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This week: Burnt Orange, Blood Shots, and 'Slacker'; plus, Travis the Dancin' Fool

By Marc Savlov, Fri., Sept. 24, 2004

Home Sweet Home, at Last: Burnt Orange Productions has signed a three-year lease and moved from its temporary offices at the MCC building off Braker Lane to a 12,240- square-foot HQ at 710 W. Fifth, complete with production offices and workshop/teaching spaces. For those who've been out of the loop, Burnt Orange is the University of Texas' new film production arm, which brings together students from the University of Texas Film Institute, headed by Dr. Thomas Schatz, with industry professionals in an environment calculated to foster the growth not only of film production in Austin but also to expand the university's already substantial role within the Austin film community. Preproduction on Burnt Orange's first trio of projects (Austin Angel, Dot, and The Marfa Lights) was announced over the summer, with Dot scheduled to have begun shooting this week.

Bob Dobbs Will Be There: Rouse yourself from you torpor and head over to Waterloo Records and Video this Friday, Sept. 24, at 5pm, where Austin director Richard Linklater will be signing copies of the new Criterion Collection release of "the only film that matters" (to paraphrase the Clash), Slacker. Hyperbole aside, it's by far one of Criterion's most comprehensive and design-savvy releases (courtesy of Marc English Design), and c'mon, where else are you not going to learn how to plow and cadge a free beer at the same time?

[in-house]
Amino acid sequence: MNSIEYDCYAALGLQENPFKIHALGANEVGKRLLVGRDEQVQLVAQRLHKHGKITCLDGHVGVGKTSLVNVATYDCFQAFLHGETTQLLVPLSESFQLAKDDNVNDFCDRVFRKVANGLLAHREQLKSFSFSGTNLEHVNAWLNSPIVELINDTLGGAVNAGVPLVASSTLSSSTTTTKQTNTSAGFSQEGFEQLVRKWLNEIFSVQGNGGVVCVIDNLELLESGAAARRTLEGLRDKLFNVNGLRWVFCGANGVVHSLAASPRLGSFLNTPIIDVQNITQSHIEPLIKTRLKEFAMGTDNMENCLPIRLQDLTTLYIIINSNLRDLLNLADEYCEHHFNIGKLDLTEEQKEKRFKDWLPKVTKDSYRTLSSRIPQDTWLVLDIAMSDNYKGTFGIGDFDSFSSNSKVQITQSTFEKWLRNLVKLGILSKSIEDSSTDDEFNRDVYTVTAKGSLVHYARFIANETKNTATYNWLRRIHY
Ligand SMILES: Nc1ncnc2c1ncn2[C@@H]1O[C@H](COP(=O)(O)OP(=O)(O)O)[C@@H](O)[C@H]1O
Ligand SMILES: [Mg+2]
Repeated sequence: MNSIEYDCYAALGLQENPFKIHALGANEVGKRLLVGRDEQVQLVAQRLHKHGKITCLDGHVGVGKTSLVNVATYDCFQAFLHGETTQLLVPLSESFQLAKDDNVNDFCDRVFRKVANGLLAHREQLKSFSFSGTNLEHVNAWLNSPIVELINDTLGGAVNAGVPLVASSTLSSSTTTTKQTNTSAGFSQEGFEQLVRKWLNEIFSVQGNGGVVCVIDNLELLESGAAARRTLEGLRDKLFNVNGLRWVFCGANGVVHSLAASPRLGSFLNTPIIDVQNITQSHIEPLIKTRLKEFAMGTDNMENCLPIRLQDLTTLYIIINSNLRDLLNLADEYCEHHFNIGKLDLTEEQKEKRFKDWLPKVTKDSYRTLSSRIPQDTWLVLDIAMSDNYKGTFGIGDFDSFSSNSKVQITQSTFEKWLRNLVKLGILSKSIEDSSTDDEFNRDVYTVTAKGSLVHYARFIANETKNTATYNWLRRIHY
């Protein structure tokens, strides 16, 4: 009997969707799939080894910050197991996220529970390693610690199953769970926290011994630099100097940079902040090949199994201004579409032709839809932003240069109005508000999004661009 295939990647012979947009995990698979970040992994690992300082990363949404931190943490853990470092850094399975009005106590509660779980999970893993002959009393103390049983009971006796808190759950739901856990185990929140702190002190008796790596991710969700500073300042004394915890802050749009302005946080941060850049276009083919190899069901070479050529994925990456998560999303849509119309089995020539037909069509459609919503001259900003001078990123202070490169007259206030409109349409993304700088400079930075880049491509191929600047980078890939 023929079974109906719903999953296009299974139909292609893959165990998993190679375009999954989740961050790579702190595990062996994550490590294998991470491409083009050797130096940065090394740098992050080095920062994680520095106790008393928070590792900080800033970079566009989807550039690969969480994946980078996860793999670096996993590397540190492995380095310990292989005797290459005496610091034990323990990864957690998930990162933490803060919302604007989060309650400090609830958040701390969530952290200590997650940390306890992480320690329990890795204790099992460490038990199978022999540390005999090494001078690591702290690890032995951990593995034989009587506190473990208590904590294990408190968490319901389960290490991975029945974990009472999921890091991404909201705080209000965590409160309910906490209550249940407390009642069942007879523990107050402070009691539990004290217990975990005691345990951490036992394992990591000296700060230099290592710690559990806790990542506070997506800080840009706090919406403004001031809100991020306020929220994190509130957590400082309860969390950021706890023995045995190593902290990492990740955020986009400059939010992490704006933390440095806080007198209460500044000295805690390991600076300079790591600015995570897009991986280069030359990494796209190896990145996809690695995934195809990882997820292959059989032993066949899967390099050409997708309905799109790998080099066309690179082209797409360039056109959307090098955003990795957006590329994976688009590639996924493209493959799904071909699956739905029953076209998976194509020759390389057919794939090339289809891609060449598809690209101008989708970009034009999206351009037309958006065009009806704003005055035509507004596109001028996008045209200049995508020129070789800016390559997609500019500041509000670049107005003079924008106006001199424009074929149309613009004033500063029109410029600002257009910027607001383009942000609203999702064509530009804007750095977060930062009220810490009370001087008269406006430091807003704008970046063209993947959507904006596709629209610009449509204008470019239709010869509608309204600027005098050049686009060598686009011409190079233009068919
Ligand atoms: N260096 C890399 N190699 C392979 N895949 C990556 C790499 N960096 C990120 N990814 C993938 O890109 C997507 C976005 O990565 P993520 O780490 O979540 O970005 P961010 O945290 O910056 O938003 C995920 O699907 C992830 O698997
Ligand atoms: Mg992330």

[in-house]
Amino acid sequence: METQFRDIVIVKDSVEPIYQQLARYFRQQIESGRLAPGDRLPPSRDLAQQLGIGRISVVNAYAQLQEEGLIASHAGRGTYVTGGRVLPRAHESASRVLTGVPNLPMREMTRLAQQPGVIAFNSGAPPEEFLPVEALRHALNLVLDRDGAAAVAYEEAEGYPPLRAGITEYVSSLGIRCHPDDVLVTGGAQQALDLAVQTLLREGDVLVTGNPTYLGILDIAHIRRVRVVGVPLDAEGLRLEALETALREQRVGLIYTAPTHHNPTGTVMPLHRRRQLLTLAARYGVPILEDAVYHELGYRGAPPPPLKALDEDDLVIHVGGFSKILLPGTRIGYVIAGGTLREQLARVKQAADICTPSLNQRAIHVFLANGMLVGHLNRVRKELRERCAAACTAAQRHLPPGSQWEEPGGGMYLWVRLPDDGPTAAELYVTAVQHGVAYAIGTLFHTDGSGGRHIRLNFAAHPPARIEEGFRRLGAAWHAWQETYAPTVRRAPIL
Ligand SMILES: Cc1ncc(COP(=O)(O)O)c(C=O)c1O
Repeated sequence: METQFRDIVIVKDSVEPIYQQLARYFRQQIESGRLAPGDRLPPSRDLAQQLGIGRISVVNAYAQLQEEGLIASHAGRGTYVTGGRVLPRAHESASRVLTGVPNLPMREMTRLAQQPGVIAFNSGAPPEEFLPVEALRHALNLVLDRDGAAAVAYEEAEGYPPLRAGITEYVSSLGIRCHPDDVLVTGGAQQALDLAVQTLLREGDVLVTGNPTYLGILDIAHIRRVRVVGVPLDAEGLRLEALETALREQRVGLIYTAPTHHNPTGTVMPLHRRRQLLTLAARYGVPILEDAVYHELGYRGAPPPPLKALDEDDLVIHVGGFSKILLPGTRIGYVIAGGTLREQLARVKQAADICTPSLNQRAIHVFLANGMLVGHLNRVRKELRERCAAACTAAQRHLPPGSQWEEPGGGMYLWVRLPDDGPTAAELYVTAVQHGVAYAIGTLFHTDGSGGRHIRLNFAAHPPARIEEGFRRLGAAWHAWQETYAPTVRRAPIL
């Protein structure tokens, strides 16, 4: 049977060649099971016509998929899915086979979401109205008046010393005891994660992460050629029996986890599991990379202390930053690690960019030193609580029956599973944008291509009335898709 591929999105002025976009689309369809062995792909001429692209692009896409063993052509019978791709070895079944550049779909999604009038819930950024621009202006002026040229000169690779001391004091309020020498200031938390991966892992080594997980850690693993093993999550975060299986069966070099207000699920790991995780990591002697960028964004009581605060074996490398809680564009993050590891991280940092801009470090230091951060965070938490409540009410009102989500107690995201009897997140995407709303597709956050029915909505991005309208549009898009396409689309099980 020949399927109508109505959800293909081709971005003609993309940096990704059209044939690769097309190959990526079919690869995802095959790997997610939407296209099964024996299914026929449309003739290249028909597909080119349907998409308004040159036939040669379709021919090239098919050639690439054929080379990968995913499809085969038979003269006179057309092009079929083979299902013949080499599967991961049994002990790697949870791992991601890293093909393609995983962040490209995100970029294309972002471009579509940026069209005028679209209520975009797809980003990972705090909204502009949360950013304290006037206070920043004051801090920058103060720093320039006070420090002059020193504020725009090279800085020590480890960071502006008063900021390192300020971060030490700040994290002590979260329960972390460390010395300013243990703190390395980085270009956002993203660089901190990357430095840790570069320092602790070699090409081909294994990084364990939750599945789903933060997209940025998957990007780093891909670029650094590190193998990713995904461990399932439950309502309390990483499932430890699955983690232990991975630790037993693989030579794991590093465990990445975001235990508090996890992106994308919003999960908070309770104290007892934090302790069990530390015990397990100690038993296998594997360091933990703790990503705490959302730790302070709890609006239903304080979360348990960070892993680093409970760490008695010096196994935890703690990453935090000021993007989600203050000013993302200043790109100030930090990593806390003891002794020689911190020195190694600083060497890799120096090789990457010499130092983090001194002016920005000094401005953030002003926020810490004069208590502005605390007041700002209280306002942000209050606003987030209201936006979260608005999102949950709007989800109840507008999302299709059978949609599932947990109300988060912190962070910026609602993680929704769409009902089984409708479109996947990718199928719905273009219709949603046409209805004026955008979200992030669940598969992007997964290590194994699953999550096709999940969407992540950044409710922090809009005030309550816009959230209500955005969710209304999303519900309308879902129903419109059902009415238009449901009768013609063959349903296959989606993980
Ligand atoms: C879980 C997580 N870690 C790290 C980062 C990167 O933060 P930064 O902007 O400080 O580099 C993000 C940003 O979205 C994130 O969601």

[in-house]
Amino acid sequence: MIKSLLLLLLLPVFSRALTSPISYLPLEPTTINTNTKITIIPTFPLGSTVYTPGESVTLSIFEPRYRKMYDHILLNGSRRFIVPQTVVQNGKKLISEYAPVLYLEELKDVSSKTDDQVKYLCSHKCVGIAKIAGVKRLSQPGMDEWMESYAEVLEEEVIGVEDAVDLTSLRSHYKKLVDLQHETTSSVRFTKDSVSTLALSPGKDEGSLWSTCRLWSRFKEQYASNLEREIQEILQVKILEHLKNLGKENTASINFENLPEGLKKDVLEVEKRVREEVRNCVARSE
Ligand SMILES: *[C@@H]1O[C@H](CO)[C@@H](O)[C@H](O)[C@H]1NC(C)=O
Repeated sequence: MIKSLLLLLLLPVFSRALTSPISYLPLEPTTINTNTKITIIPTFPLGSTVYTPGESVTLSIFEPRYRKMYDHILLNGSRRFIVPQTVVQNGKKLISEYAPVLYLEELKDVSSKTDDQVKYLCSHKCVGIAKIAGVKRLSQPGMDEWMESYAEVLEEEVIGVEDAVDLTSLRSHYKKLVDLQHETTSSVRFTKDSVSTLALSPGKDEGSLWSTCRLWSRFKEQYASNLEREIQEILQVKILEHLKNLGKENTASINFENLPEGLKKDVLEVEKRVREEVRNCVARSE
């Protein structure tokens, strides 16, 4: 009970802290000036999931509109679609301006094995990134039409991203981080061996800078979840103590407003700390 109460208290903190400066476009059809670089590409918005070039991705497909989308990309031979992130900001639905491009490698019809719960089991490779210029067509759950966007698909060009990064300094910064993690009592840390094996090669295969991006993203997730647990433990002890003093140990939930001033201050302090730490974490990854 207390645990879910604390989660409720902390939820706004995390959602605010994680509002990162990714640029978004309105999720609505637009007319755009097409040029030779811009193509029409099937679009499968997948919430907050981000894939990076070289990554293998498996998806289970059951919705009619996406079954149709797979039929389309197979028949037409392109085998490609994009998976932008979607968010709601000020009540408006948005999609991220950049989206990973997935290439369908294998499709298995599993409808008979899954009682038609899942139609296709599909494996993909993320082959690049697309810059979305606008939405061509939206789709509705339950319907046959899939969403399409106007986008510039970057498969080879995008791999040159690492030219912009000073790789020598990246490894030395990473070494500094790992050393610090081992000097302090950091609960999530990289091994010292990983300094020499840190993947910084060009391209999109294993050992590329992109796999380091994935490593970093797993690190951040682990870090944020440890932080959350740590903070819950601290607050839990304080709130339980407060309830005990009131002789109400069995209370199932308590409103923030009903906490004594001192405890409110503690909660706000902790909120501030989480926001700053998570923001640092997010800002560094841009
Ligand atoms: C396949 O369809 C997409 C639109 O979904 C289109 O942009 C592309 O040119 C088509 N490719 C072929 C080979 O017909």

All good things must come to an end, even ones with no name. Austin Community Access' beloved The Show With No Name airs its very last episode, number 280, this Sunday, Sept. 26, 10pm, on Time Warner Cable Channel 10. Host Charlie Sotelo and his trusted aide-de-camp Cinco were, as we all now know, played by Clayton Moore and Jay Silverheels, respectively, and on this final show, viewers can catch footage of Jim Henson on The Orson Welles Show and Ed McMahon three sheets to the wind on The Tonight Show, among other gems. Says Sotelo, "We were an extremely on-and-off show, having taken six months off at one point and then 10 at another, but all told we've been doing this since 1996, and it's the end of the season and we've been going too long already. It's time to end it."

AMN SFS Returns: The Austin Music Network's Student Film Showcase returns to the air with a marathon 11-episode tsunami o' hits this Sunday, Sept. 26, beginning at 6pm on Time Warner Cable Channel 15. Season two of the popular series, which showcases, um, student films, kicks off Sunday, Oct. 3, although producer Juan Garcia says details are sketchy pending AMN's transitional period. If all goes according to plan, they should be airing at 8pm on AMN. Check out www.austinmusicnetwork.org/sfs for more info.

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